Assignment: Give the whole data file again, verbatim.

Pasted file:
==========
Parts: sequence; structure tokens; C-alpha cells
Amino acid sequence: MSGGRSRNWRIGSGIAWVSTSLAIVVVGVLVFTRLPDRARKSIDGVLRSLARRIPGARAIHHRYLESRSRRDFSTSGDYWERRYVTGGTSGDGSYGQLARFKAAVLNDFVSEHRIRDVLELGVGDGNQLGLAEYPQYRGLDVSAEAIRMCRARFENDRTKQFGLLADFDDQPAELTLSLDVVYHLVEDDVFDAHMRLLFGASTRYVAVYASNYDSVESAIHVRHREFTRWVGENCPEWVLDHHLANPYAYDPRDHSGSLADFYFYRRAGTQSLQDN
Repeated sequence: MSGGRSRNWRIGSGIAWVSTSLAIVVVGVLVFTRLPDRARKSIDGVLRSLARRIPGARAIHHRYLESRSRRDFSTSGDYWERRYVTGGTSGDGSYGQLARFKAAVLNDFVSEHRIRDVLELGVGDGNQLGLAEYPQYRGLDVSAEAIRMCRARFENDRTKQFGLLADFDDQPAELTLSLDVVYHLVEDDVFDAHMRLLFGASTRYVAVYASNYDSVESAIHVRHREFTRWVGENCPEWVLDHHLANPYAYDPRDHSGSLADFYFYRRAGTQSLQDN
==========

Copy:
Parts: sequence; structure tokens; C-alpha cells
Amino acid sequence: MSGGRSRNWRIGSGIAWVSTSLAIVVVGVLVFTRLPDRARKSIDGVLRSLARRIPGARAIHHRYLESRSRRDFSTSGDYWERRYVTGGTSGDGSYGQLARFKAAVLNDFVSEHRIRDVLELGVGDGNQLGLAEYPQYRGLDVSAEAIRMCRARFENDRTKQFGLLADFDDQPAELTLSLDVVYHLVEDDVFDAHMRLLFGASTRYVAVYASNYDSVESAIHVRHREFTRWVGENCPEWVLDHHLANPYAYDPRDHSGSLADFYFYRRAGTQSLQDN
Repeated sequence: MSGGRSRNWRIGSGIAWVSTSLAIVVVGVLVFTRLPDRARKSIDGVLRSLARRIPGARAIHHRYLESRSRRDFSTSGDYWERRYVTGGTSGDGSYGQLARFKAAVLNDFVSEHRIRDVLELGVGDGNQLGLAEYPQYRGLDVSAEAIRMCRARFENDRTKQFGLLADFDDQPAELTLSLDVVYHLVEDDVFDAHMRLLFGASTRYVAVYASNYDSVESAIHVRHREFTRWVGENCPEWVLDHHLANPYAYDPRDHSGSLADFYFYRRAGTQSLQDN